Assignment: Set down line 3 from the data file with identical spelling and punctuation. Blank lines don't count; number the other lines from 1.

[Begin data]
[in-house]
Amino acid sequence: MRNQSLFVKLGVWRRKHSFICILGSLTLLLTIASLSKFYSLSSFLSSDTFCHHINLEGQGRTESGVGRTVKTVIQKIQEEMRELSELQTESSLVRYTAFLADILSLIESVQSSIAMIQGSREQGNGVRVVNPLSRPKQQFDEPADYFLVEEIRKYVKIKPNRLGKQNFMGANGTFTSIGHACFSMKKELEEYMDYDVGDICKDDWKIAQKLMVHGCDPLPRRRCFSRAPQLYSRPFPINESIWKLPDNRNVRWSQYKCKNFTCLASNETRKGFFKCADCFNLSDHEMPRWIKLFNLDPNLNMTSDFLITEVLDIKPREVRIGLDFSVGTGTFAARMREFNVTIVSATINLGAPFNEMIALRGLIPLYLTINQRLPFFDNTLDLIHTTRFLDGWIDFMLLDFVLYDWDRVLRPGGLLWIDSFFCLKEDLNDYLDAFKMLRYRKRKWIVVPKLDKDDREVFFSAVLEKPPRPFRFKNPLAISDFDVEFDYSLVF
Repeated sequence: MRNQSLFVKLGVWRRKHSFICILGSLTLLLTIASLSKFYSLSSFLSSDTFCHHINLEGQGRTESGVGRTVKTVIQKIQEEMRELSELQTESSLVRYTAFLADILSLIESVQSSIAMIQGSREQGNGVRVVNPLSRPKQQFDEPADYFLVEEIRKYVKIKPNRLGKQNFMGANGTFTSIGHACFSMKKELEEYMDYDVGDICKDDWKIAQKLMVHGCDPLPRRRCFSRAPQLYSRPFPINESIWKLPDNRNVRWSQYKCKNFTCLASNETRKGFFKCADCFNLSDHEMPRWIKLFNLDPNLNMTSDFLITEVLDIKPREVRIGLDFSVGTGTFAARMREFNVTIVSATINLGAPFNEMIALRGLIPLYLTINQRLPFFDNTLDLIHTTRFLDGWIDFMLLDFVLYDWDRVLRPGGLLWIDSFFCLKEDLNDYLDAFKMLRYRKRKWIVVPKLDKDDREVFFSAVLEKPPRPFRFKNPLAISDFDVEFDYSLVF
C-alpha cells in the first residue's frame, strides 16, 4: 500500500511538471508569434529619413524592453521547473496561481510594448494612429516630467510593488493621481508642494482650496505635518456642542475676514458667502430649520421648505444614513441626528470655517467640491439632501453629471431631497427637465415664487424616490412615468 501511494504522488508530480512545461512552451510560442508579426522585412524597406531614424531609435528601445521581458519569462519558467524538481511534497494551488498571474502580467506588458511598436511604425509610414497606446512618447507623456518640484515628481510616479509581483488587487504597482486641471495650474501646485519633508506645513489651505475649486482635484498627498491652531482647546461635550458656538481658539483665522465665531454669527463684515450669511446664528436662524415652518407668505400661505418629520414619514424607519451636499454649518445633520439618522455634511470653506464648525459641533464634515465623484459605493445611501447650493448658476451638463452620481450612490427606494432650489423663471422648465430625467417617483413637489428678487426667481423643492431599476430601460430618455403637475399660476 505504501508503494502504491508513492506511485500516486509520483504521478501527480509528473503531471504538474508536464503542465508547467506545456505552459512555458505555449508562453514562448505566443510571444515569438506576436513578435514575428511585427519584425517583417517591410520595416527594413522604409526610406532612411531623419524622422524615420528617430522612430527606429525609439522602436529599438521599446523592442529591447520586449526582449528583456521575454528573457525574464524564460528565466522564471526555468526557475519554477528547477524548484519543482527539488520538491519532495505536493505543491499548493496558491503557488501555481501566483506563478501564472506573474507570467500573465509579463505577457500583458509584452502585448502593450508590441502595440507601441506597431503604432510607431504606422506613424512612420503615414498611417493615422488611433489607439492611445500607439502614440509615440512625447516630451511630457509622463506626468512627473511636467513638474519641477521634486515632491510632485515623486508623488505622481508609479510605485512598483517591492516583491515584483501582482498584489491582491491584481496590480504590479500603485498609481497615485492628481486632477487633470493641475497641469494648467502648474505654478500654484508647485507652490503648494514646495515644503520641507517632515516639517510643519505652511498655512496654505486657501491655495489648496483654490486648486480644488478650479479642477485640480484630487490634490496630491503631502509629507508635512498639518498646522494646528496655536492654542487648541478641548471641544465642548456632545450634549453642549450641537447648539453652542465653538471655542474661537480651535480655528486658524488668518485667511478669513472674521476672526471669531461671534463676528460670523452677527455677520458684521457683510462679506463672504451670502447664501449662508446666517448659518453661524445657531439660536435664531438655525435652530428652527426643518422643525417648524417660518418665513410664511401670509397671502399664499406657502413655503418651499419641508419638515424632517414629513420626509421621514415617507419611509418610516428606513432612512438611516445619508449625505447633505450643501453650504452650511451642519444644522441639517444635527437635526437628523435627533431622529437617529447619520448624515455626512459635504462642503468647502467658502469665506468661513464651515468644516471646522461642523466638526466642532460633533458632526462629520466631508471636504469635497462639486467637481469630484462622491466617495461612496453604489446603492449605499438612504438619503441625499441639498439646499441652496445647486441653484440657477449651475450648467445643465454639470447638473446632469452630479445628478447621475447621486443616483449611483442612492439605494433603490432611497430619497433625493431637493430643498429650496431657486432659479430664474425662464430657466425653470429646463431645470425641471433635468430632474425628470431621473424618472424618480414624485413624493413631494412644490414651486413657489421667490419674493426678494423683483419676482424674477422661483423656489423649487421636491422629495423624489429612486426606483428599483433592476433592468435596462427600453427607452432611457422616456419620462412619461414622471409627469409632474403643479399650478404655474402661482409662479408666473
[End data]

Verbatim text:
Repeated sequence: MRNQSLFVKLGVWRRKHSFICILGSLTLLLTIASLSKFYSLSSFLSSDTFCHHINLEGQGRTESGVGRTVKTVIQKIQEEMRELSELQTESSLVRYTAFLADILSLIESVQSSIAMIQGSREQGNGVRVVNPLSRPKQQFDEPADYFLVEEIRKYVKIKPNRLGKQNFMGANGTFTSIGHACFSMKKELEEYMDYDVGDICKDDWKIAQKLMVHGCDPLPRRRCFSRAPQLYSRPFPINESIWKLPDNRNVRWSQYKCKNFTCLASNETRKGFFKCADCFNLSDHEMPRWIKLFNLDPNLNMTSDFLITEVLDIKPREVRIGLDFSVGTGTFAARMREFNVTIVSATINLGAPFNEMIALRGLIPLYLTINQRLPFFDNTLDLIHTTRFLDGWIDFMLLDFVLYDWDRVLRPGGLLWIDSFFCLKEDLNDYLDAFKMLRYRKRKWIVVPKLDKDDREVFFSAVLEKPPRPFRFKNPLAISDFDVEFDYSLVF